A jughandle is a type of ramp or slip road that changes the way traffic turns left at an at-grade intersection. Instead of a standard left turn being made from the left lane, left-turning traffic uses a ramp on the right side of the road. In a standard forward jughandle or near-side jughandle, the ramp leaves before the intersection, and left-turning traffic turns left off it rather than the through road. Right turns are also made using the jughandle.

 
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Architecture, Transportation

Hook turn

A hook turn is a road cycling maneuver and traffic-control mechanism in which vehicles that would normally turn from the closest lane of an intersection instead turn from the farthest lane, across all other lanes of traffic.

 
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Architecture, Transportation

Hollywood and Vine

Hollywood and Vine, the intersection of Hollywood Boulevard and Vine Street in Hollywood, a district of Los Angeles, became famous in the 1920s for its concentration of radio and movie-related businesses. The Hollywood Walk of Fame is centered on the intersection.

 
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Architecture, Transportation

High Five Interchange

The High Five Interchange is one of the first five-level stack interchanges built in Dallas, Texas. Located at the junction of the Lyndon B. Johnson Freeway and the Central Expressway, it replaces an antiquated partial cloverleaf interchange constructed in the 1960s.

 
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Architecture, Transportation

Scotch Corner

Scotch Corner is an important junction of the A1(M) and A66 trunk roads near Richmond in North Yorkshire, England. One of the best-known junctions in the country – it has been described as "the modern gateway to Cumbria, the North East and Scotland" – it is a primary destination signed from as far away as the M6 motorway. The junction's name is derived from the fact that it is the point of divergence for traffic coming from London, the East Midlands, and further south in Yorkshire and wishing to continue either to Edinburgh and eastern Scotland or to Glasgow and western Scotland.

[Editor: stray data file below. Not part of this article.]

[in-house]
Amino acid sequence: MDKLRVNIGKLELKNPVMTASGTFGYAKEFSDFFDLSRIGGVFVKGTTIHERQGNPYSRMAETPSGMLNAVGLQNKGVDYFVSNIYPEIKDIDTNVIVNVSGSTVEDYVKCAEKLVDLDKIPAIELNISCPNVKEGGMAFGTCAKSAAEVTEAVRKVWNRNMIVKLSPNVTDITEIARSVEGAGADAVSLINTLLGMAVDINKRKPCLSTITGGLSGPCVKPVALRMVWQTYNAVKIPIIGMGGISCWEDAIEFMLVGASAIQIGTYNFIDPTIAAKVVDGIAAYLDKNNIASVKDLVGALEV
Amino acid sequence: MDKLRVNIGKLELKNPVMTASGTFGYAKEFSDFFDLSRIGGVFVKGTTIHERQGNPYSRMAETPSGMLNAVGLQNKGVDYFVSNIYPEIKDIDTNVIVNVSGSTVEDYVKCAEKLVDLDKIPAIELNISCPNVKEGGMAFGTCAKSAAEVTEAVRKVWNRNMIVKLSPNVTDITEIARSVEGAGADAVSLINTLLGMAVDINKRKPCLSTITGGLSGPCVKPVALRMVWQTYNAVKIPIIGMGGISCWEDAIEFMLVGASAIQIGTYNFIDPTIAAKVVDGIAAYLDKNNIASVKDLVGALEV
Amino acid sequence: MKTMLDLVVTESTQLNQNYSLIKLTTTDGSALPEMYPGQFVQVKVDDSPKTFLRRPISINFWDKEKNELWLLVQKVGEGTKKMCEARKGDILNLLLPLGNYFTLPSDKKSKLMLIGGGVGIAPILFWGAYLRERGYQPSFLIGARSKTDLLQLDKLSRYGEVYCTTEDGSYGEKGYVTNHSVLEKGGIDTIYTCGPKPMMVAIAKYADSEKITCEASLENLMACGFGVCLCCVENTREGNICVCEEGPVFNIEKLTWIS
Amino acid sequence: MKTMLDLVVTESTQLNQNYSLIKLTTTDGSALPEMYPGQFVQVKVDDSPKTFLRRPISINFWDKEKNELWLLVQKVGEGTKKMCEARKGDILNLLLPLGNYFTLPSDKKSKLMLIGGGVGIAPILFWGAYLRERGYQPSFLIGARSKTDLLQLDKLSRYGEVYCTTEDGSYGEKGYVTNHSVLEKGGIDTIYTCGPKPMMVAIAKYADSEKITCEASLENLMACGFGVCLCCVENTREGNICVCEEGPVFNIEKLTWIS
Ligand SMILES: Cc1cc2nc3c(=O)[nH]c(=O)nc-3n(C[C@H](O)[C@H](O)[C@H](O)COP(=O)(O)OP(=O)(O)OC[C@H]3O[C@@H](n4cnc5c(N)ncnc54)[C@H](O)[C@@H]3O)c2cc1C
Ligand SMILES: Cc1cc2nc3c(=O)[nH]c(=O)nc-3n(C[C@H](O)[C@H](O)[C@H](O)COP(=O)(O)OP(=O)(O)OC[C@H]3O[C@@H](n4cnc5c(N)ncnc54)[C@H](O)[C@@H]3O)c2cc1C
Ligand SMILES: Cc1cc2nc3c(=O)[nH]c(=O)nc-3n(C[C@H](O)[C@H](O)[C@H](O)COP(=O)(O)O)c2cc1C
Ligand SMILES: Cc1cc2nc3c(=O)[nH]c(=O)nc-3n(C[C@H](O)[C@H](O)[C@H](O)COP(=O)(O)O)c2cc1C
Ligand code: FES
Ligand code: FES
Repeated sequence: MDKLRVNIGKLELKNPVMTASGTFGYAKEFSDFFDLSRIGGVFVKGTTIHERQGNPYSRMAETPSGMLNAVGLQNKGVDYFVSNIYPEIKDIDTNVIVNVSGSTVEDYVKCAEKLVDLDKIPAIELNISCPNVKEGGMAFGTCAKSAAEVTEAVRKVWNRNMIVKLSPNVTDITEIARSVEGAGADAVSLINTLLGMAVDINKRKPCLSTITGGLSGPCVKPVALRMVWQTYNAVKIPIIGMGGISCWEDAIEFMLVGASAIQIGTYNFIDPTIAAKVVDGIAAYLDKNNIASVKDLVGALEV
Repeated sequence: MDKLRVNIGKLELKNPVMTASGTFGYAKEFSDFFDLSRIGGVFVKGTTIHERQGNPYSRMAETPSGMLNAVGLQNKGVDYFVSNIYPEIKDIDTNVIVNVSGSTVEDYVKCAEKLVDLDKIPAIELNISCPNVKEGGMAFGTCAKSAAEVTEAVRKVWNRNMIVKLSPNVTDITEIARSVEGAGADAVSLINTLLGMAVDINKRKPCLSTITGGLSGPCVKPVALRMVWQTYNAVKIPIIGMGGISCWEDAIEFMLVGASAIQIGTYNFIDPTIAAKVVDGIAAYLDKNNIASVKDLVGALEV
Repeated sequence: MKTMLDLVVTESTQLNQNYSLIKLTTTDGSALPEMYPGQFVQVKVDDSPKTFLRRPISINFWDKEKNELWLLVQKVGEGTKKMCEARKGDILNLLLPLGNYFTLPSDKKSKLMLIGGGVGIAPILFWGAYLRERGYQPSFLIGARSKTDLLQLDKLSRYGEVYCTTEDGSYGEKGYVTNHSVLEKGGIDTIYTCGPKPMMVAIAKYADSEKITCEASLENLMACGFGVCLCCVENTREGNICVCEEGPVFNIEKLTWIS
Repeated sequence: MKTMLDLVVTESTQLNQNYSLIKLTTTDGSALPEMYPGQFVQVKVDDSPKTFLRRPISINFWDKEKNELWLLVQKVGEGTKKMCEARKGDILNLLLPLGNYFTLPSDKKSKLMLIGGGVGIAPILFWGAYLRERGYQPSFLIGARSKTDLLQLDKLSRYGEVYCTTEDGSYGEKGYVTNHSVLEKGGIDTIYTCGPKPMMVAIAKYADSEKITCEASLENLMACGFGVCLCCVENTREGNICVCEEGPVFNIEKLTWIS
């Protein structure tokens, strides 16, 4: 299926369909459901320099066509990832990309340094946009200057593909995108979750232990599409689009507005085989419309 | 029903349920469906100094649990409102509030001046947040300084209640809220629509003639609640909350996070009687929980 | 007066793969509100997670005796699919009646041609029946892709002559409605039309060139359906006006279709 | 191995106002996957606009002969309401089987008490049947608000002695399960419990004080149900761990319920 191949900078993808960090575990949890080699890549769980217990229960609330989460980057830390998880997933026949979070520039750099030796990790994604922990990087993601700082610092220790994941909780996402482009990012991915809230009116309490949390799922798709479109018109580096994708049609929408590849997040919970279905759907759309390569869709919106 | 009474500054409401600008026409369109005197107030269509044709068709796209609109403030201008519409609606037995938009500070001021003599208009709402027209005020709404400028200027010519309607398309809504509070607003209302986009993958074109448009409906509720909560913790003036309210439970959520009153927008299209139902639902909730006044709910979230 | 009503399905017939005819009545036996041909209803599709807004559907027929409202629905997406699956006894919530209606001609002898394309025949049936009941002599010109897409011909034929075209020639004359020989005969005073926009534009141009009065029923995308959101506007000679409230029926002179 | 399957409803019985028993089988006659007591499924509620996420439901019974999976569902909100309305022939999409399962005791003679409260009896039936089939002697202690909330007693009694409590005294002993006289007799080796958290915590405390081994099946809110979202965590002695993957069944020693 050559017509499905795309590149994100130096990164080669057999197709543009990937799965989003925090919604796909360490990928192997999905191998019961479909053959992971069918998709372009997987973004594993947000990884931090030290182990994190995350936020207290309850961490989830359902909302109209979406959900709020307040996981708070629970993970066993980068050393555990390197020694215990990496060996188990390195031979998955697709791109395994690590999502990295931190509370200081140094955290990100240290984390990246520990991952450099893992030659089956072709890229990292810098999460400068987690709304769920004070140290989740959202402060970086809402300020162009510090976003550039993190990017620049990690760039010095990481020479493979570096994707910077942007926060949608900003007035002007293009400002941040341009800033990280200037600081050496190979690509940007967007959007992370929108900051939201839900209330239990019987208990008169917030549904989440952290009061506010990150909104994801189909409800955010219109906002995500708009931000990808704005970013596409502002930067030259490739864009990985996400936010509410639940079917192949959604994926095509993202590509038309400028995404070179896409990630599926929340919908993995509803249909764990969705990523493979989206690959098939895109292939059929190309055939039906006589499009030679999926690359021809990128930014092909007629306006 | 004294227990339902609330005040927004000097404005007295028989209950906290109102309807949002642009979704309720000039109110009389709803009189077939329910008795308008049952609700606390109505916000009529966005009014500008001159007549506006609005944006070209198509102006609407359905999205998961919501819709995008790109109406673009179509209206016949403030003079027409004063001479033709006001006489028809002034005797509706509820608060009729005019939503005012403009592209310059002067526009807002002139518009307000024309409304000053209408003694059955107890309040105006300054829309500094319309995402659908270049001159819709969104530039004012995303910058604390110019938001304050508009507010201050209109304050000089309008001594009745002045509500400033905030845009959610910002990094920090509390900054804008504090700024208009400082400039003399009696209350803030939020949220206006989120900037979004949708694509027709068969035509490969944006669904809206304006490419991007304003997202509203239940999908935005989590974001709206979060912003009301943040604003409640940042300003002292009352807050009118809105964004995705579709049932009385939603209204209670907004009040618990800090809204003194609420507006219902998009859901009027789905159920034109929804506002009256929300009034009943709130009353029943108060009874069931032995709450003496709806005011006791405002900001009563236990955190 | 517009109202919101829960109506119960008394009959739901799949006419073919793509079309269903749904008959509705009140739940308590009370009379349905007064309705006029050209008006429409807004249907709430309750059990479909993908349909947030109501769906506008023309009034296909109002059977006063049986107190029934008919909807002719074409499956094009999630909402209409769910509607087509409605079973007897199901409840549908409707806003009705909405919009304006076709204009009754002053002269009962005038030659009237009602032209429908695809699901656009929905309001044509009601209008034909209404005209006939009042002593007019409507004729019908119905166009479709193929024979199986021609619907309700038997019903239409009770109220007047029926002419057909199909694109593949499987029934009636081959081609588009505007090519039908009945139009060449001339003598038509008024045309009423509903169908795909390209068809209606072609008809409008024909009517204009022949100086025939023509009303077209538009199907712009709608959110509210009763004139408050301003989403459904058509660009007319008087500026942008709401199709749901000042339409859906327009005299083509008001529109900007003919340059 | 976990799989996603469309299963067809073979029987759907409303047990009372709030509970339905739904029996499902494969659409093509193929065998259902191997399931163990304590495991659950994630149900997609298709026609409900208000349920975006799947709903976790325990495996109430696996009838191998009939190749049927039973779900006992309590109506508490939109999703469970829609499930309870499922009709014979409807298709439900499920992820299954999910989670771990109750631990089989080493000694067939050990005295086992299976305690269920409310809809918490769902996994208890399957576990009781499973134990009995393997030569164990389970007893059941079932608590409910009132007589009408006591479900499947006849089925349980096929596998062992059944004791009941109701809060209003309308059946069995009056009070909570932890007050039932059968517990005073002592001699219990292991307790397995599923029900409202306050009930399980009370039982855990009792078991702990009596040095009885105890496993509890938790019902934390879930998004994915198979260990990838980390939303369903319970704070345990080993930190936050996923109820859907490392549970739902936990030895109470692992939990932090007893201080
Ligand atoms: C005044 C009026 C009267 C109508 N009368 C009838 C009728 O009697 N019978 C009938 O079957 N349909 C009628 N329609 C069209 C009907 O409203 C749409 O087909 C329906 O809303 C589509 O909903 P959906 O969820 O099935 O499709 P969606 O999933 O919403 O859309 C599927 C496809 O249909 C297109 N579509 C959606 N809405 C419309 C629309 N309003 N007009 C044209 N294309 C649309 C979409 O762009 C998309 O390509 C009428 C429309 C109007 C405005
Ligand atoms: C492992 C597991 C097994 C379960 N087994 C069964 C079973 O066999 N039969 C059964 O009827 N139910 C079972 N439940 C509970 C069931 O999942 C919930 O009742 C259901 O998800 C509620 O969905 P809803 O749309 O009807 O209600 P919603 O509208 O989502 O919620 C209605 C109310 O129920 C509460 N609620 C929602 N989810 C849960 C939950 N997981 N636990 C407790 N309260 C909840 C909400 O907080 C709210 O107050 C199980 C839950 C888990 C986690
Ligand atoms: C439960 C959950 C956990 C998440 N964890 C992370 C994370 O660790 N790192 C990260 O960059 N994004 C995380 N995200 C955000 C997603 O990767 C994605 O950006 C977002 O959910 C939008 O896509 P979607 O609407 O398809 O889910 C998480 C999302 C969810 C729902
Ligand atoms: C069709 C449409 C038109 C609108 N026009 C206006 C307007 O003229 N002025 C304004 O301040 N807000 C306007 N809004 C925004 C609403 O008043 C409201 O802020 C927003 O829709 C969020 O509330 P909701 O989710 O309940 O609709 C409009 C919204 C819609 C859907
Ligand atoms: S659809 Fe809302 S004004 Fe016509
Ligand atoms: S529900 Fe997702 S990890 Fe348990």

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Architecture, Transportation

Three-way junction

A 3-way junction is a type of road intersection with three arms. A Y junction generally has 3 arms of equal size. A T junction also has 3 arms, but one of the arms is generally a minor road connecting to a larger road.

 
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Architecture, Transportation

Continuous-flow intersection

A continuous flow intersection (CFI), also called a crossover displaced left-turn, is an alternative design for an at-grade road junction. Vehicles attempting to turn across the opposing direction of traffic cross before they enter the intersection. No left turn signal in the intersection is then necessary. Instead, vehicles traveling in both directions can proceed, including through vehicles and those turning right or left, when a generic traffic signal/stop sign permits.

 
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Architecture, Transportation

Four Level Interchange

The Four Level Interchange was the first stack interchange in the world. Completed in 1949 and fully opened in 1953 at the northern edge of Downtown Los Angeles, California, United States, it connects U.S. Route 101 to State Route 110. The interchange is officially named in the memory of Los Angeles traffic and weather reporter Bill Keene.